India’s biggest natural gas importer is going to some of the most isolated parts of the nation to fight the pollution choking its cities. Petronet LNG Ltd. plans to build small plants that will liquefy natural gas from fields with little access to pipeline infrastructure, and then sell it to trucks and buses, chief executive officer Prabhat Singh said in an interview. Besides being cleaner, the fuel can be as much as 30% cheaper than diesel to power transportation, he said.
More than 70% of India’s vehicles run on diesel, which is seen as a key source of vehicular emissions in a country that’s home to 14 of the world’s 30 most-polluted cities. Tapping isolated gas fields will also help bring deposits to the market and aid Prime Minister Narendra Modi’s drive to cut the nation’s import bill. Economic rival China is currently driving growth in small-scale liquefaction plants as Xi Jinping’s administration has vowed to combat pollution.
“We want to create demand that’s pipeline agnostic,” Singh said. “If you can do that, then as an LNG player we are happy because we are not dependent on pipeline. And laying pipeline anywhere is so problematic.” The company is already in talks with Focus Energy Ltd., which has natural gas discoveries in the deserts of the north Indian state of Rajasthan. The fuel from those fields don’t currently have an outlet because of the lack of pipelines. The global small-scale LNG market is projected to double to about $52 billion by 2026, a report by Research and Markets shows.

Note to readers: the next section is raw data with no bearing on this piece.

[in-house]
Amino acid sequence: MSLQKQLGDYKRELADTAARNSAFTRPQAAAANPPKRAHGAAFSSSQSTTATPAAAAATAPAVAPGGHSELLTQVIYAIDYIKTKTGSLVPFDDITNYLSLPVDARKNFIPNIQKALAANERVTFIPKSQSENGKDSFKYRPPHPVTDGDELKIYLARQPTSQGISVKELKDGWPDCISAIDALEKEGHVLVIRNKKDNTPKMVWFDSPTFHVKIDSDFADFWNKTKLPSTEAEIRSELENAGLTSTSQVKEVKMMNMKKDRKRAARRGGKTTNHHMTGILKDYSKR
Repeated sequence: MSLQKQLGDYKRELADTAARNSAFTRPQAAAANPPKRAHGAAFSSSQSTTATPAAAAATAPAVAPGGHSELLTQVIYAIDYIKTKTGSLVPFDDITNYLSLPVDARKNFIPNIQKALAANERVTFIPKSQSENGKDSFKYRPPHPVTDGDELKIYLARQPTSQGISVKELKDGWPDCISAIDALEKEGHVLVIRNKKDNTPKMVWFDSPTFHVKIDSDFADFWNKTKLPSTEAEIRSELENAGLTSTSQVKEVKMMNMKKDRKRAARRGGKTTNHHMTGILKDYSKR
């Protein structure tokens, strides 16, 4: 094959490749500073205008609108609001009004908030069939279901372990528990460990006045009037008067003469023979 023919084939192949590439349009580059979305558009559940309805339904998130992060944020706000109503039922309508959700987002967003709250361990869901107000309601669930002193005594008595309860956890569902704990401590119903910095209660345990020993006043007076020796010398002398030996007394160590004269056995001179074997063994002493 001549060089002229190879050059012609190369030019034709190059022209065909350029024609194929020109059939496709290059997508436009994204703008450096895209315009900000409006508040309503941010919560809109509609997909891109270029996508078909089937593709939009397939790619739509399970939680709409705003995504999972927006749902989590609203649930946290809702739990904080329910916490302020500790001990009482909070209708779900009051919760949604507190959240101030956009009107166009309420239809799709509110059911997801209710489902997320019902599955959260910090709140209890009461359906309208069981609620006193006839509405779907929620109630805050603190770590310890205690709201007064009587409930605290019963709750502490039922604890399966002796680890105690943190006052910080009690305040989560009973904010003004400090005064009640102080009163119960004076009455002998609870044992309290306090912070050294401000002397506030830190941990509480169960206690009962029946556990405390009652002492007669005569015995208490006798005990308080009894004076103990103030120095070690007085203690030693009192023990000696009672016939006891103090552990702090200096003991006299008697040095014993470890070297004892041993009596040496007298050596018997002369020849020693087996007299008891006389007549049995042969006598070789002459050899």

In China, about 60% of LNG for the transport industry is sourced from domestic liquefaction units, and the rest comes via imports, according to a February research report from UBS Group AG.